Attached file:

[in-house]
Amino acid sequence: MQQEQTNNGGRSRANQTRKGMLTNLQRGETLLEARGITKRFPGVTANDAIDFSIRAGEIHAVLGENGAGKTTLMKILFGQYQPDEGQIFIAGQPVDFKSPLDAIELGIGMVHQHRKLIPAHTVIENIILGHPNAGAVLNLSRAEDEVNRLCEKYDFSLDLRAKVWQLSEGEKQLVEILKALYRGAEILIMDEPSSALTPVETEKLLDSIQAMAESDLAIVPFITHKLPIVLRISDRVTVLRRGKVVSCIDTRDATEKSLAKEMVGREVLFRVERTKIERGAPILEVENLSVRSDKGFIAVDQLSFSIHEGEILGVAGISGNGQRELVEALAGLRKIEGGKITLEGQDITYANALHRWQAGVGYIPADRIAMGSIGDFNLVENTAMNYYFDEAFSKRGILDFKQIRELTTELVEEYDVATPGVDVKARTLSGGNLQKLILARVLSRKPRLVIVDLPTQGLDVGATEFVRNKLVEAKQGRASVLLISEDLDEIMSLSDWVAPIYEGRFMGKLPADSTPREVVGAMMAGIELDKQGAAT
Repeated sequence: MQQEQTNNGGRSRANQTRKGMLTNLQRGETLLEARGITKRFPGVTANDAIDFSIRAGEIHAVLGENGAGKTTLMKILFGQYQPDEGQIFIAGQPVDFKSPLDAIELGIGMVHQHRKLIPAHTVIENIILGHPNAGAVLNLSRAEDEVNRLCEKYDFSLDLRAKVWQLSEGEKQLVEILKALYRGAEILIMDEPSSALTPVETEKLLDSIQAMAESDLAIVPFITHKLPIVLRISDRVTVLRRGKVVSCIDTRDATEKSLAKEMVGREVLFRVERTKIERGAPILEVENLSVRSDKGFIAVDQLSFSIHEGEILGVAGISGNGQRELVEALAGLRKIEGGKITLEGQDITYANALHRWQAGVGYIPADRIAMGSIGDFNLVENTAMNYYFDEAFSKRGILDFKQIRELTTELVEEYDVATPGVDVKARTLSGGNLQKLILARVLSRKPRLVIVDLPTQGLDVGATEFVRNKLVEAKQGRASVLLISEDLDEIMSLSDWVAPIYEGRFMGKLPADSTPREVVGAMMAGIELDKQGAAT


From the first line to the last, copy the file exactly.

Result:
[in-house]
Amino acid sequence: MQQEQTNNGGRSRANQTRKGMLTNLQRGETLLEARGITKRFPGVTANDAIDFSIRAGEIHAVLGENGAGKTTLMKILFGQYQPDEGQIFIAGQPVDFKSPLDAIELGIGMVHQHRKLIPAHTVIENIILGHPNAGAVLNLSRAEDEVNRLCEKYDFSLDLRAKVWQLSEGEKQLVEILKALYRGAEILIMDEPSSALTPVETEKLLDSIQAMAESDLAIVPFITHKLPIVLRISDRVTVLRRGKVVSCIDTRDATEKSLAKEMVGREVLFRVERTKIERGAPILEVENLSVRSDKGFIAVDQLSFSIHEGEILGVAGISGNGQRELVEALAGLRKIEGGKITLEGQDITYANALHRWQAGVGYIPADRIAMGSIGDFNLVENTAMNYYFDEAFSKRGILDFKQIRELTTELVEEYDVATPGVDVKARTLSGGNLQKLILARVLSRKPRLVIVDLPTQGLDVGATEFVRNKLVEAKQGRASVLLISEDLDEIMSLSDWVAPIYEGRFMGKLPADSTPREVVGAMMAGIELDKQGAAT
Repeated sequence: MQQEQTNNGGRSRANQTRKGMLTNLQRGETLLEARGITKRFPGVTANDAIDFSIRAGEIHAVLGENGAGKTTLMKILFGQYQPDEGQIFIAGQPVDFKSPLDAIELGIGMVHQHRKLIPAHTVIENIILGHPNAGAVLNLSRAEDEVNRLCEKYDFSLDLRAKVWQLSEGEKQLVEILKALYRGAEILIMDEPSSALTPVETEKLLDSIQAMAESDLAIVPFITHKLPIVLRISDRVTVLRRGKVVSCIDTRDATEKSLAKEMVGREVLFRVERTKIERGAPILEVENLSVRSDKGFIAVDQLSFSIHEGEILGVAGISGNGQRELVEALAGLRKIEGGKITLEGQDITYANALHRWQAGVGYIPADRIAMGSIGDFNLVENTAMNYYFDEAFSKRGILDFKQIRELTTELVEEYDVATPGVDVKARTLSGGNLQKLILARVLSRKPRLVIVDLPTQGLDVGATEFVRNKLVEAKQGRASVLLISEDLDEIMSLSDWVAPIYEGRFMGKLPADSTPREVVGAMMAGIELDKQGAAT